Today is the minor Jewish holiday of Tu b’Shvat, or the “new year of the trees.” Having originated as a financial deadline on the ancient calendar of tithe-collection, it has, over the years—particularly in the hands of 17th-century Jewish mystics—morphed into a more general celebration of trees and their fruit. Alan Zelenetz explains why these plants deserve special consideration (2014):
[The book of Deuteronomy] offers one of the most celebrated examples of the Torah’s ethical and ecological sensitivity, “Do not destroy [fruit-bearing] trees by wielding an ax against them, for from them you will eat, do not cut them down.” Based on this proscription, Judaism derives an overriding moral principle known as bal tashḥit, prohibiting any random destruction or wanton waste in all walks of life. . . .
[The] Jewish love affair with fruit, flower, and foliage has, indeed, been an eternal one. We can already discern the strains of a love song in talmudic times when the sages teach how to bless the trees “who” share our lives: “Tree, O tree, with what should I bless you? Your fruit is already sweet. Your shade is plentiful. . . . May it be God’s will that all the trees planted from your seeds be like you.” . . .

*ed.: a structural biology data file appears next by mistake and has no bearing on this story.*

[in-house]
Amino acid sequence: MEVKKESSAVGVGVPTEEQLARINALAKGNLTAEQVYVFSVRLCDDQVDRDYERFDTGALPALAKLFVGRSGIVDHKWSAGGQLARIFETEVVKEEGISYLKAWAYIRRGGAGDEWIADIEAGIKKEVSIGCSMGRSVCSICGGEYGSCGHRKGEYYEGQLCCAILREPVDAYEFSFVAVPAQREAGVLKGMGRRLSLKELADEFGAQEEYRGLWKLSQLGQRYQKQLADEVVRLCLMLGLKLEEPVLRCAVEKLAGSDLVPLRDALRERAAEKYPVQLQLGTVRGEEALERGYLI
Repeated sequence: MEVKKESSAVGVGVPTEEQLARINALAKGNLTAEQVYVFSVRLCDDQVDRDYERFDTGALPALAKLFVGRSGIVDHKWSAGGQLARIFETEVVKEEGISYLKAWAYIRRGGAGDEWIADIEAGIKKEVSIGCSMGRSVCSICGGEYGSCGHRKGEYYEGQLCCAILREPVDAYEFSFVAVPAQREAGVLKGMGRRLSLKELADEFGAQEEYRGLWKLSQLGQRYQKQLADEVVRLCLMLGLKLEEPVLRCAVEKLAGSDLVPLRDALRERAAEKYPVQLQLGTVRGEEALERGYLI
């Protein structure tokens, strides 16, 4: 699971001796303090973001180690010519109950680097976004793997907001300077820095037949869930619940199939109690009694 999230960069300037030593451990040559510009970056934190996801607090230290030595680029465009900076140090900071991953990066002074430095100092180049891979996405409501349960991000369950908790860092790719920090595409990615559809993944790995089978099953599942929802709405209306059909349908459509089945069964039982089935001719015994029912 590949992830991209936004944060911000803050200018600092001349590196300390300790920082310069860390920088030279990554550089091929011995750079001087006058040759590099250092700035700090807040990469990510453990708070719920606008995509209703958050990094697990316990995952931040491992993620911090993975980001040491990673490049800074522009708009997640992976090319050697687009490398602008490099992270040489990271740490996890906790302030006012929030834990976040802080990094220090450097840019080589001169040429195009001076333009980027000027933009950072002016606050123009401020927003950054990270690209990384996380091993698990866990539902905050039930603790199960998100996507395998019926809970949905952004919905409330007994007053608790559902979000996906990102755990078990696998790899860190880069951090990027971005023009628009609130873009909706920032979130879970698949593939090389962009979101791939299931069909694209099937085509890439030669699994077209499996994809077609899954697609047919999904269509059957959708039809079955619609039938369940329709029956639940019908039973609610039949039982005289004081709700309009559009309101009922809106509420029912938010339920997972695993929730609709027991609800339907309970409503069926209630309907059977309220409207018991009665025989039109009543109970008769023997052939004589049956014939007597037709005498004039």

[I]n Jewish thought and practice a tree is no simple metaphor. The trees of Tu b’Shvat are at the essence of our understanding the interrelatedness of God’s world. The Torah, in fact, makes the comparison over and over. In both the book of Psalms and the Talmud we find fruit trees and cedars breaking into songs of praise for God. And the prophet Isaiah declares explicitly, “For as the days of a tree shall be the days of My people.”